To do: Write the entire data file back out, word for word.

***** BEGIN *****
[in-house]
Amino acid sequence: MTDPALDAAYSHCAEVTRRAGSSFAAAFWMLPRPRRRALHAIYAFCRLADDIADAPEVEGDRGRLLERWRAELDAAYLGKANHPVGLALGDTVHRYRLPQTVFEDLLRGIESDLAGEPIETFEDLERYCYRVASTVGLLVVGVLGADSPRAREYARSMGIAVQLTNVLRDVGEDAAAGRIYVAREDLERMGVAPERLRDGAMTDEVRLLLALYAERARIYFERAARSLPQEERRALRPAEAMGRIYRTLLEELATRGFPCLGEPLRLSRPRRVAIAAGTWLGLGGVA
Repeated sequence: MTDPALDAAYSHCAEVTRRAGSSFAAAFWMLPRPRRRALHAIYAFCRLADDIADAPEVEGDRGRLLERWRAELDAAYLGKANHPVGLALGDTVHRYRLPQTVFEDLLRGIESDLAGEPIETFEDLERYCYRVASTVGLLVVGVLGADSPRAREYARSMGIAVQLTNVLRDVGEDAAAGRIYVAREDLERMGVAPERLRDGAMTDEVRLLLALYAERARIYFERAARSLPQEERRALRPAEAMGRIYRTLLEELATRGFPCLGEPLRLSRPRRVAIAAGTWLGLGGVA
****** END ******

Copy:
[in-house]
Amino acid sequence: MTDPALDAAYSHCAEVTRRAGSSFAAAFWMLPRPRRRALHAIYAFCRLADDIADAPEVEGDRGRLLERWRAELDAAYLGKANHPVGLALGDTVHRYRLPQTVFEDLLRGIESDLAGEPIETFEDLERYCYRVASTVGLLVVGVLGADSPRAREYARSMGIAVQLTNVLRDVGEDAAAGRIYVAREDLERMGVAPERLRDGAMTDEVRLLLALYAERARIYFERAARSLPQEERRALRPAEAMGRIYRTLLEELATRGFPCLGEPLRLSRPRRVAIAAGTWLGLGGVA
Repeated sequence: MTDPALDAAYSHCAEVTRRAGSSFAAAFWMLPRPRRRALHAIYAFCRLADDIADAPEVEGDRGRLLERWRAELDAAYLGKANHPVGLALGDTVHRYRLPQTVFEDLLRGIESDLAGEPIETFEDLERYCYRVASTVGLLVVGVLGADSPRAREYARSMGIAVQLTNVLRDVGEDAAAGRIYVAREDLERMGVAPERLRDGAMTDEVRLLLALYAERARIYFERAARSLPQEERRALRPAEAMGRIYRTLLEELATRGFPCLGEPLRLSRPRRVAIAAGTWLGLGGVA